Edible marijuana comes with all kinds of warning labels in Colorado. But once those pot brownies and gummy bears are out of the package, they can look identical to straight-laced treats.
A panel of marijuana producers and industry critics start work Friday on trying to make edible pot identifiable to kids even when it's out of the package, a challenge some edible-pot makers say can't be achieved.
Colorado, which has legalized the recreational use of marijuana, currently requires edible pot to be sold in child-safe packages to note that the contents contain marijuana, that the product can make consumers sick and shouldn't be consumed before driving.
But Colorado lawmakers tightened the edible pot regulations earlier this year after reports of children accidentally eating pot-infused treats. Lawmakers passed around platters of chocolate chip cookies, some of them containing pot, and expressed alarm that the products looked identical.
"We've heard so many stories pf people consuming marijuana not knowing it was marijuana," said Rachel O'Bryan is an attorney and founding volunteer leader of Smart Colorado, a group that advocates for strict marijuana regulations.
"Without a stamp or a clearly visible difference, these products are deceptive."
Edible-pot makers insist they're not trying to fool anybody, but that requiring the products themselves not to look like other foods goes too far.
"It works for some products, but others, it's going to be extremely hard and more than likely impracticable," said Julie Berliner, owner of SweetGrass Kitchens, which makes marijuana-infused cookies.
Others in the industry argue that stamping a chocolate with a pot leaf, for example, does little to prevent consumption by kids too young to read.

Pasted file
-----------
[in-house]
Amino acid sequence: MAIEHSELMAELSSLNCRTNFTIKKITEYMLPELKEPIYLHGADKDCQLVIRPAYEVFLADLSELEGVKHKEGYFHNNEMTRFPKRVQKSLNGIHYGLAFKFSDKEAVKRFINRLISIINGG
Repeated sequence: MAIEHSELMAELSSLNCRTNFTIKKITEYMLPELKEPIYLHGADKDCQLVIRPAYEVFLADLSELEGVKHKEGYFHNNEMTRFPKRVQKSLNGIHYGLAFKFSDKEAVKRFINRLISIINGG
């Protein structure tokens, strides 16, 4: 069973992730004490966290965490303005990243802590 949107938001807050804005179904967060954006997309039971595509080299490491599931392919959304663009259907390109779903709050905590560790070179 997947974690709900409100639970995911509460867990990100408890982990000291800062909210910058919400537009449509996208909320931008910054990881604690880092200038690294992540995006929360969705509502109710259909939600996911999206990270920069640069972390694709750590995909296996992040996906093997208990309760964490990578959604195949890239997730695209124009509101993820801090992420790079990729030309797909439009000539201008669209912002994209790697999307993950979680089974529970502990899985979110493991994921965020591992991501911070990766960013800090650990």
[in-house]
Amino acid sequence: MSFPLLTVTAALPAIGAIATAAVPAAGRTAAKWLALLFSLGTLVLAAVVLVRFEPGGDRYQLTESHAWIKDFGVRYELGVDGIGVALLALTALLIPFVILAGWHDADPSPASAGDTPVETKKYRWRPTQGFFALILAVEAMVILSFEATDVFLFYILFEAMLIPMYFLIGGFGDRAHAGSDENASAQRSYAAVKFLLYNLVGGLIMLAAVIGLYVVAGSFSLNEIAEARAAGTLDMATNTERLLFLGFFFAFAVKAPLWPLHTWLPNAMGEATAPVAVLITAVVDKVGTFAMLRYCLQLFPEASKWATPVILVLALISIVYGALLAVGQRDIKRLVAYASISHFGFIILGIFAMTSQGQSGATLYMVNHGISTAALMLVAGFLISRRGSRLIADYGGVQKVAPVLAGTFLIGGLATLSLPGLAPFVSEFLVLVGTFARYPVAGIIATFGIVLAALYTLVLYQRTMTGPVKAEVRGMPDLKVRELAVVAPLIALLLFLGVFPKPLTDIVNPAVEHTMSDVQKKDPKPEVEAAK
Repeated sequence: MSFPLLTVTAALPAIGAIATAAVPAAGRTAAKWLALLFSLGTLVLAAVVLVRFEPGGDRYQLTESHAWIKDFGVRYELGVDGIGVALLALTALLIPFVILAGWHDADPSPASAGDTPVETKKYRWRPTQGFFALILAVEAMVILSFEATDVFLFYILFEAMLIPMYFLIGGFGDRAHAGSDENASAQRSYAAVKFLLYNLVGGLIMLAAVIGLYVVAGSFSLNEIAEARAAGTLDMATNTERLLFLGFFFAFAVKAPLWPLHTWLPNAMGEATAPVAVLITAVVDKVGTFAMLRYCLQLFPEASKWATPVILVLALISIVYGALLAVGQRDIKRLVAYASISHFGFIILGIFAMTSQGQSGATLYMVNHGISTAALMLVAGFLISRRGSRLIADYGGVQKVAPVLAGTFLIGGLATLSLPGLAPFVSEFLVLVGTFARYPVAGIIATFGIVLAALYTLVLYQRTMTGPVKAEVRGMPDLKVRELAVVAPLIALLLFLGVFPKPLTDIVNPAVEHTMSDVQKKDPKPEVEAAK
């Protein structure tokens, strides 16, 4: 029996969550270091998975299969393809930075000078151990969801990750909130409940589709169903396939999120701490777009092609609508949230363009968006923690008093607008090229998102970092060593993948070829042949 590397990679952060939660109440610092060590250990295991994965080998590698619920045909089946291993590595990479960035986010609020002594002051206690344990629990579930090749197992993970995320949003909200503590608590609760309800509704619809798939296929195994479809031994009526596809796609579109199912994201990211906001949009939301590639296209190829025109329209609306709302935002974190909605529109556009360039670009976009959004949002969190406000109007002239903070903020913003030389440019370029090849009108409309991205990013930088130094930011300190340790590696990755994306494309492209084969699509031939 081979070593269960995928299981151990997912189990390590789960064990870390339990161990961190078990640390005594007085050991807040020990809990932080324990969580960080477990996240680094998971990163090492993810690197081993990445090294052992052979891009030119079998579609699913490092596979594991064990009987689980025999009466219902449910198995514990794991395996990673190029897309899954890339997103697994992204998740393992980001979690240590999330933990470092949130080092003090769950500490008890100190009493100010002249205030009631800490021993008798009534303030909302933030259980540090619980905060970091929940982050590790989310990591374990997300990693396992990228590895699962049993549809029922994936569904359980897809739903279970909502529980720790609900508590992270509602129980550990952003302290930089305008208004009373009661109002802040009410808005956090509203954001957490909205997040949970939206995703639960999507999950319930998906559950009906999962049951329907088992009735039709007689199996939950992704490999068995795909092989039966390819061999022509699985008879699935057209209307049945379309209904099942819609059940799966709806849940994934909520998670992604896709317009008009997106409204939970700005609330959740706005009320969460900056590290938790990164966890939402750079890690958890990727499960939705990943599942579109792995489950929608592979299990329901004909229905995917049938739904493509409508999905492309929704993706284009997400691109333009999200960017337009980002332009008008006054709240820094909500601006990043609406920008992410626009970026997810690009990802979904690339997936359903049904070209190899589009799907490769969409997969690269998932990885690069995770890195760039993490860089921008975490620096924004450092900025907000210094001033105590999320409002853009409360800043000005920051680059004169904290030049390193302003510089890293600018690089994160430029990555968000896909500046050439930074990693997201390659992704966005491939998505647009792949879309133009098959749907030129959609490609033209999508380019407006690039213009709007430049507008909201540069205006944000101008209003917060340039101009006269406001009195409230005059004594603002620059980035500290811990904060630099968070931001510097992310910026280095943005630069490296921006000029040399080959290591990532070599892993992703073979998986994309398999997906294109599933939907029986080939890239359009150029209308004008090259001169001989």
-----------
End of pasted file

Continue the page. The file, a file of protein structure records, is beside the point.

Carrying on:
The rules are in addition to edible-pot packaging restrictions already in the works.
A draft emergency rule awaiting the governor's approval requires Colorado's makers of edible pot to physically demark their products so that consumers can "intuitively determine" how much constitutes a dose of marijuana's intoxicating ingredient, THC.
A spokeswoman for the Colorado agency that prepared the rules couldn't comment on them because they have not been made public. But Natriece Bryant of the state Department of Revenue confirmed that the rules take effect in November if approved by the governor, as expected. The final rule could differ from the draft obtained by AP.
Colorado's rules already require edible pot to be sold in "servings" of 10 milligrams of THC. But many consumers have complained they can't tell what a serving is and eat too much of a heavily-dosed product, leading to many reports of unpleasant experiences, including nausea and feelings of paralysis. Those stronger-dosed edibles are holdovers from the medical pot marketplace, where sellers say consumers who have built up strong tolerances won't buy anything that has a dosage less than 100 milligrams of THC.
New York Times columnist Maureen Dowd wrote in June of going into a "hallucinatory state" after visiting Colorado and eating too much pot candy. And an edible pot cookie has been blamed for the death earlier this year of a college student who ate more than six times the suggested dose and then fell to his death from a hotel balcony.
Kristen Wyatt can be reached at http://www.twitter.com/APkristenwyatt